Surf: 1-3′, painfully windblown lefts
Rounds held: Men’s Round 1, Heats 8-13, and all of Round 2
Nature’s Call: You ain’t on the dream tour yet, pally.
Predicted: Lots of counseling if this crap persists.
One snap. Sometimes that’s all it takes. Next thing you know, instead of scoring 12 of the world’s best waves you’re facing twelve more months of grueling travel, shitty venues and all the other WQS nightmares. Just ask Greg Emslie. Paddling back out toward the end of a solid heat, he looked up to see Jihad Kodhr fall from the sky after a single fins-out snap on a rare right. In one move, the Brazilian bumped Emslie to third in the heat, killing his forward momentum in the ‘QS season’s last event and officially freezing him at a 16th on the ratings. Now Emslie sits dangerously exposed to a dozen or more contenders, all anxious to bump him even further down the list of qualifiers for 2004 WCT. And all he’d needed to stop it was one decent wave.”This is the perfect end to a terrible season.” Emslie later noted, waving an arm at the Haleiwa’s horrid inside with disgust. “It’s the worst year ever. We’ve only had good waves twice ?- both times in Brazil!”It may be Hawaii. It may even be the first jewel of the Triple Crown. But the {{{Vans}}} Hawaiian Pro is still part of the WQS, and as such, it’s prone to all the problems, including crap surf. The waves barely pushed 3 feet today, turning Haleiwa from its usual roaring right bowl to a semi-mushy, almost impossible-to-connect left that proved more frustrating than fruitful. With the exception of Steve Clements’ blistering 9.5, and powerful performances by locals like Fred Patacchia, Joel Centeio and Pancho Sullivan, four-point scores became keepers and everyone was perplexed — even the winners. “You think you pick a good wave,” said Portugal’s Tiago Pires after winning his heat. “Then it just start . . . changing.”Fortunately for Emslie, not everyone was so successful. Marcelo Nunes, who sits just behind him at 17th, lost out, giving the South African a much-needed smile. Hawaiian Roy Powers also fell short, and the casualty list continued to include fellow longshots Mikaell Picon and Adrian Buchan. Meanwhile, the surfers with the most to gain with each round made their heats. Renan Rocha and Peterson Rosa inched upward for Brazil, anxiously fighting to squeeze into the precious three or four spots still up for grabs.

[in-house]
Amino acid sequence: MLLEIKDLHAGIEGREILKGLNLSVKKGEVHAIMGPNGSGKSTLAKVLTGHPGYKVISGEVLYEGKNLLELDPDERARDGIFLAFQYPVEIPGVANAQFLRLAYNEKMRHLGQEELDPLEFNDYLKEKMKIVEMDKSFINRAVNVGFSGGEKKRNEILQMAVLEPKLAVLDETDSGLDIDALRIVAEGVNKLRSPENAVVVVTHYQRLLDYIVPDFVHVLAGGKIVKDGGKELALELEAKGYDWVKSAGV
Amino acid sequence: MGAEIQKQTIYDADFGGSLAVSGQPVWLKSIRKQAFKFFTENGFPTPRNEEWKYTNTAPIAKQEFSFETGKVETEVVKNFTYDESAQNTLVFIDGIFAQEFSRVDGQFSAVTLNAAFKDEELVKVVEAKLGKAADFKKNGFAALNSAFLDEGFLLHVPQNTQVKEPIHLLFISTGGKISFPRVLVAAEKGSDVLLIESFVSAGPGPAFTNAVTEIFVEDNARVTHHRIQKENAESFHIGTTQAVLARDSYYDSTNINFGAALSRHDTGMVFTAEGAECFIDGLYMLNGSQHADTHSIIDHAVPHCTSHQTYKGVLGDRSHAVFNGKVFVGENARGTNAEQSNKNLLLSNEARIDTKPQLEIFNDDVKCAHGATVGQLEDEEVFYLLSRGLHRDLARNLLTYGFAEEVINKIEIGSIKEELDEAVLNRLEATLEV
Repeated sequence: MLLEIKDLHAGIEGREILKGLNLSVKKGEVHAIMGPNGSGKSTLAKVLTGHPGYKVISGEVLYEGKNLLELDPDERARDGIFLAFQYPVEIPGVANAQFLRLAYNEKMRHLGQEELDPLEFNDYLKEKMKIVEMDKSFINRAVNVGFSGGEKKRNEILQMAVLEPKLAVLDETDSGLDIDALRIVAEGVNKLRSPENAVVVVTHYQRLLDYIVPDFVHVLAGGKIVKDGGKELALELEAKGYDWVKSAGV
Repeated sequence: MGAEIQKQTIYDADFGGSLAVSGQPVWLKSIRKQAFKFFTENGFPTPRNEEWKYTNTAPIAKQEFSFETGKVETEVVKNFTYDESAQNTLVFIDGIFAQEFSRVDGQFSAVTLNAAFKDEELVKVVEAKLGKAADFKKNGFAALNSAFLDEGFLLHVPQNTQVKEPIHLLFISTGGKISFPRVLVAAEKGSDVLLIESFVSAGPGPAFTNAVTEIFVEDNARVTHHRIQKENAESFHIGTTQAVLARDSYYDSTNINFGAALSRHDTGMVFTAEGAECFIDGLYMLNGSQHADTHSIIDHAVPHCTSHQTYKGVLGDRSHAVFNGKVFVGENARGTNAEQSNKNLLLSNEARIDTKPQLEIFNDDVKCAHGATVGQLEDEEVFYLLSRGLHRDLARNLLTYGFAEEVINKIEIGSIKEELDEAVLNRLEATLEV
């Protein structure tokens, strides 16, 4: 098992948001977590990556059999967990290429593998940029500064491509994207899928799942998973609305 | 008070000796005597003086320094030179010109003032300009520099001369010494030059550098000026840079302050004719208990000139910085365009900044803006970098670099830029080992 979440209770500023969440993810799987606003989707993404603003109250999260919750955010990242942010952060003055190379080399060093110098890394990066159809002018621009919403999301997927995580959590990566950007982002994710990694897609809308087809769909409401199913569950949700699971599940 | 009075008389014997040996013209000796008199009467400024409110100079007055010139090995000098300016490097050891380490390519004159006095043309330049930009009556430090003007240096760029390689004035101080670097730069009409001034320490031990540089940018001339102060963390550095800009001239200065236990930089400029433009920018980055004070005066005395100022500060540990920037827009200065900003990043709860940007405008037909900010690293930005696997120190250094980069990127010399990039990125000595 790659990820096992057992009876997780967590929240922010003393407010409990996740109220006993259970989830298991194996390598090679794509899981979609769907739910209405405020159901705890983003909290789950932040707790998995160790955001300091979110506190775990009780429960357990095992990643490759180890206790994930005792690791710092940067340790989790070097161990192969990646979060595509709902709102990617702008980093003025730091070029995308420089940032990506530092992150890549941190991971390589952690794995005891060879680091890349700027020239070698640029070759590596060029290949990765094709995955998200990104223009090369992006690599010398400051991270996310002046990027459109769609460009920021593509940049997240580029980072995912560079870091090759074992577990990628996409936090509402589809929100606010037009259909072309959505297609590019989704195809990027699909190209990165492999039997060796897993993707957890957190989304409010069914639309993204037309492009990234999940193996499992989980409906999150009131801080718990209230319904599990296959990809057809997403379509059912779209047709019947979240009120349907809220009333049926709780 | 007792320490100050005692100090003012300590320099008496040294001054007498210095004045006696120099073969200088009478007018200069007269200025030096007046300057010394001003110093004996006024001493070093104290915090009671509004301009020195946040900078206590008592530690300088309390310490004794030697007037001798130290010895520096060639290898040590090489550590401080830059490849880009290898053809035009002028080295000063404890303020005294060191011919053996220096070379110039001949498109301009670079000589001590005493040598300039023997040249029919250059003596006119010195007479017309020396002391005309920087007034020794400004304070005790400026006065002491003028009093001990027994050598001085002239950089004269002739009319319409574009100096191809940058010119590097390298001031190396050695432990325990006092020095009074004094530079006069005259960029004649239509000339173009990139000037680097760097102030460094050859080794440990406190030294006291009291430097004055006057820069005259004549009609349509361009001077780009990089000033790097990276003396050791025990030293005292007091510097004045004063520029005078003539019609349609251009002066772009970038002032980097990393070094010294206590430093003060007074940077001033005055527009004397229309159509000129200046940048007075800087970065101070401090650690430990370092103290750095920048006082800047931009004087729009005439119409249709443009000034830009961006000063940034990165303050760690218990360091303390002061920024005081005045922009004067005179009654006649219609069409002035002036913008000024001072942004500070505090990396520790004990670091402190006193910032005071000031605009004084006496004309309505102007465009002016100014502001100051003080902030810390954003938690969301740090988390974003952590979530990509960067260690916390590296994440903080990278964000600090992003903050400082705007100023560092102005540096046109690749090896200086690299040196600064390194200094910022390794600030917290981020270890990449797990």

But even if the some competitors were as erratic as the surf, others remained surprisingly consistent, including America’s two most volatile hopefuls. Santa Barbara’s hot-and-cold hero Bobby Martinez lit up the lefts with a precise, super-fast frontside attack matched only by Patacchia and Troy Brooks. And then there’s the ultimate question mark, the one missing talent everyone agrees should be among the top 45.”Where’s Chris? Have you seen him?” Two years ago, if someone said “Where’s Wardo?” before a heat, you’d wonder if he was going to show. This year, Chris wasn’t sitting some place bogged down in mistakes, he was off to the side firing up. Never mind the fact that Ward is now sitting at 19th, right on the bubble of qualifying. From beginning to end, he put on a confident show of moves that made the gutless surf look punchy.

His opening ride was a series of spring-loaded, backside snaps that sailed to the inside without a stutter. And when Patrick Bevan somehow rallied to steal the lead in the closing minutes — leaving Chris out the back with Hawaiian spoiler Dustin Cuizon and ‘CT powerhouse Taylor Knox — he didn’t choke. Hell, he didn’t even blink. Chris simply positioned himself inside on the best wave of the best set and cranked in another brilliant ride to finish the job. It almost seemed, exactly opposite of what we’ve come to expect from San Clemente’s dysfunctional dynamo. But, as one spectator noted: “If Haleiwa can be a left, then Chris Ward can be consistent.”Let’s hope so. Because as Haleiwa’s proving this winter: nobody wants to spend another minute on the ‘QS, much less another year. — Matt WalkerFor more on the Vans Hawaiian Pro, go to